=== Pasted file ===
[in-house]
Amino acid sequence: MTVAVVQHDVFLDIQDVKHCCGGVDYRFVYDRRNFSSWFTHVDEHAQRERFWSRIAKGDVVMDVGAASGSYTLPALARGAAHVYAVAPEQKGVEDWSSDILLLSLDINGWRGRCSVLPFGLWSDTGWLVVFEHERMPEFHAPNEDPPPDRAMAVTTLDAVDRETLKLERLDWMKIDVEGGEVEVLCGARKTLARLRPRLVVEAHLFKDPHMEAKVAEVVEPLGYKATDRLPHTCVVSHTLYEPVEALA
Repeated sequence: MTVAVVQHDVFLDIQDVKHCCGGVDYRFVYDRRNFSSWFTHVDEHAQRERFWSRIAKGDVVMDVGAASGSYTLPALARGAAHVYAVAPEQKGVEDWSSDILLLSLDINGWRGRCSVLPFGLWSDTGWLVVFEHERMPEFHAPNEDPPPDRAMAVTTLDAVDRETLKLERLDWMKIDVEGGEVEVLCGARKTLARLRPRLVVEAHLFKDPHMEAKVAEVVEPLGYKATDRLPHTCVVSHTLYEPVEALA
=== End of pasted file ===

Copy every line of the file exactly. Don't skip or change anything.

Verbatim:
[in-house]
Amino acid sequence: MTVAVVQHDVFLDIQDVKHCCGGVDYRFVYDRRNFSSWFTHVDEHAQRERFWSRIAKGDVVMDVGAASGSYTLPALARGAAHVYAVAPEQKGVEDWSSDILLLSLDINGWRGRCSVLPFGLWSDTGWLVVFEHERMPEFHAPNEDPPPDRAMAVTTLDAVDRETLKLERLDWMKIDVEGGEVEVLCGARKTLARLRPRLVVEAHLFKDPHMEAKVAEVVEPLGYKATDRLPHTCVVSHTLYEPVEALA
Repeated sequence: MTVAVVQHDVFLDIQDVKHCCGGVDYRFVYDRRNFSSWFTHVDEHAQRERFWSRIAKGDVVMDVGAASGSYTLPALARGAAHVYAVAPEQKGVEDWSSDILLLSLDINGWRGRCSVLPFGLWSDTGWLVVFEHERMPEFHAPNEDPPPDRAMAVTTLDAVDRETLKLERLDWMKIDVEGGEVEVLCGARKTLARLRPRLVVEAHLFKDPHMEAKVAEVVEPLGYKATDRLPHTCVVSHTLYEPVEALA